For example, “H. pylori can be a very stubborn infection to get rid of. It turns out that H. pylori lives in dental biofilms in the mouth. When people had dental cleanings, they were less likely to get reinfected with H. pylori. This is just one example of how bacteria in the stomach and gastrointestinal tract are directly influenced by the bacteria in the mouth. When patients have chronic gastrointestinal dysbiosis, it may be originating in the mouth, and they should be evaluated for periodontal disease,” says Cass Nelson-Dooley.
As mentioned above, trying address oral concerns with antibacterial mouthwash may exacerbate the issue. According to this article in Scientific American, “wiping out too many of the mouth’s native bacteria” with alcohol-based mouthwashes “could disrupt the usual checks and balances, making way for opportunistic species responsible for gum disease and other infections to move in and take over.”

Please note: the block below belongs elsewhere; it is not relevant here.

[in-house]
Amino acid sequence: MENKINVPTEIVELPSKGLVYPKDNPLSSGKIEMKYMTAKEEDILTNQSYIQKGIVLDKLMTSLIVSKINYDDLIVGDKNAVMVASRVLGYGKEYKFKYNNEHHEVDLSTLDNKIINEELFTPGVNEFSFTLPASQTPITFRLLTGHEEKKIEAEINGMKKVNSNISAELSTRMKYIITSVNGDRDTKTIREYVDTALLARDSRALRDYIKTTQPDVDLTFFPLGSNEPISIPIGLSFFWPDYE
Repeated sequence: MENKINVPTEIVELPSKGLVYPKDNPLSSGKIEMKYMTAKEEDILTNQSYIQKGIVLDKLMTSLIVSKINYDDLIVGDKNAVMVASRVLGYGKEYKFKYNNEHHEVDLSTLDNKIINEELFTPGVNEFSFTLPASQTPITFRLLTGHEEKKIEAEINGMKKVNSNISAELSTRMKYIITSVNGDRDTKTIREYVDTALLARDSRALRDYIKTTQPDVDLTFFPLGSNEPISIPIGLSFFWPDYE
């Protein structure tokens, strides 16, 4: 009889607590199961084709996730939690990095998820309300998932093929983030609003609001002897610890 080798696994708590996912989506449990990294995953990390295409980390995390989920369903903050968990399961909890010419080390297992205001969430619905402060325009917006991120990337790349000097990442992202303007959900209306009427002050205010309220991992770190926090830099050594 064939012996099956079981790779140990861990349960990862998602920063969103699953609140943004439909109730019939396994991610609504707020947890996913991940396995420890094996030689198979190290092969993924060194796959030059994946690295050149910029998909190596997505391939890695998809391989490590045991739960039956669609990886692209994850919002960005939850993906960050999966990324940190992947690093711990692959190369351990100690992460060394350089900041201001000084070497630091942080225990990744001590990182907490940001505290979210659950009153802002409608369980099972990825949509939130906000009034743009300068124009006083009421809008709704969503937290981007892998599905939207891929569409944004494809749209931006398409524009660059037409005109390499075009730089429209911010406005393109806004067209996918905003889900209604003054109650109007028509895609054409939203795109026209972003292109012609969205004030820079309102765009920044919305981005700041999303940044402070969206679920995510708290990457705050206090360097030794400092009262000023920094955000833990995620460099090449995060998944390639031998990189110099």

Why is this a big deal? Great question.
How the oral microbiome affects the whole body
Oral disease, “especially periodontitis, may affect the course and pathogenesis of a number of systemic diseases, such as cardiovascular disease, bacterial pneumonia, diabetes mellitus, and low birth weight.” (source)
And not just in an indirect sense. According to Nelson-Dooley, “In people with coronary artery disease, simply beginning an oral hygiene program reduced their cardiac events.” On the flipside, “One study showed that using mouthwash eliminated the beneficial effects of healthy oral bacteria and raised blood pressure (4).” (source)